Ms. C has long noticed she develops some abdominal discomfort after enjoying a lot of dairy. Recently her doctor told her she may be lactose intolerant. Ms. C is now concerned about this presumptive diagnosis and wonders what it means for her.
Lactose intolerance is very common, with estimates that over 80% of Native, Asian and African Americans, and a lesser number of caucasians, experience the loose stools, gas, nausea, bloating and cramping a short time after eating dairy products that is typical of this disorder. Many people with lactose intolerance incorrectly believe they are allergic to dairy products, but lactose intolerance is not representative of an allergy. Rather, it is a lack of the enzyme lactase, which is required to break down the sugar lactose common to dairy products, that is the culprit. The disorder typically develops early in life, somewhere after age 3-5 years, but can also develop in adulthood after infection or injury to the small intestines.
The symptoms of lactose intolerance are similar to those seen with other gastrointestinal disorders, including irritable bowel syndrome (IBS), so it’s prudent to make an appointment with your doctor if you’re experiencing abdominal discomfort of any kind. There are a number of tests that your doctor can order to firmly establish the diagnosis of lactose intolerance. Still, one of the best ways to test for lactose intolerance after discussing symptoms with your doctor is to remove dairy products from your diet for perhaps 3 weeks. This is not easy, but you’ll only be doing without for these 3 weeks. Each day maintain a symptom diary of how you’re feeling, presence or absence of abdominal, etc. At the end of the 3 weeks, re-introduce dairy products into your diet and see if there’s a difference. If symptoms return you may be lactose intolerant.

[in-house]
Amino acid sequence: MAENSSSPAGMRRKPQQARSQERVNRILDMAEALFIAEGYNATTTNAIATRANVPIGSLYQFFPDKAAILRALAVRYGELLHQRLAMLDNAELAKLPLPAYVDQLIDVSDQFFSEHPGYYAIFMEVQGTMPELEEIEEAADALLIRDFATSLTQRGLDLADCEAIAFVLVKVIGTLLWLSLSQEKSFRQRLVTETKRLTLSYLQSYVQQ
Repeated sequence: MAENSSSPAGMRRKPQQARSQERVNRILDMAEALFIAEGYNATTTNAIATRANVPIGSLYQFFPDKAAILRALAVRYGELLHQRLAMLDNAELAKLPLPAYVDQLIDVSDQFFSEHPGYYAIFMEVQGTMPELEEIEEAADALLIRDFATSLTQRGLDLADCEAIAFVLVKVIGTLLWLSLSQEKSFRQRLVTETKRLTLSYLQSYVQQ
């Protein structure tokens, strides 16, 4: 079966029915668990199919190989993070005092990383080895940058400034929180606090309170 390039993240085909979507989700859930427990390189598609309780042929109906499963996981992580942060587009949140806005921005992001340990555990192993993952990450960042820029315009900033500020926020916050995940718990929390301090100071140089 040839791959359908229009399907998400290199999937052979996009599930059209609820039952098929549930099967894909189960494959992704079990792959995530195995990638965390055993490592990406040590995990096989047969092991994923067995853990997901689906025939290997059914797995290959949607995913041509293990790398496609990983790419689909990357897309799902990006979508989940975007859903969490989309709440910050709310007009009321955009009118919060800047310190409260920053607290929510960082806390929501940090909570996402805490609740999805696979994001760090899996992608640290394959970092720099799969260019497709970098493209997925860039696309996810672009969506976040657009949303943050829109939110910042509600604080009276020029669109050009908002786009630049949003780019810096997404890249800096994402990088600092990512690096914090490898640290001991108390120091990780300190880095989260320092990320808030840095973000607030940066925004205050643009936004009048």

The good news is that lactose intolerance is more a nuisance than a danger. Most people with the disorder can enjoy small amounts of dairy without discomfort. Others use over-the-counter remedies that actually contain the enzyme lactase to help them enjoy dairy foods. Probiotics, like acidophilus, may be of benefit, but a more tasty way to explore probiotic therapy in association with dairy foods is to enjoy a little low-sugar yogurt or kefir whose label states the product contains live organisms. The bacteria you ingest in this way contain the enzyme lactase which is released into your digestive tract during digestion, thereby permitting some lactose to be broken down and absorbed with, hopefully, less abdominal discomfort. Still others do better by avoiding dairy foods altogether, some opting for soy products. Be sure to get adequate calcium from other sources, such a leafy green vegetables and fortified foods, if you take dairy out of your diet.
I hope this is of help, Ms. C, and that you will be well.
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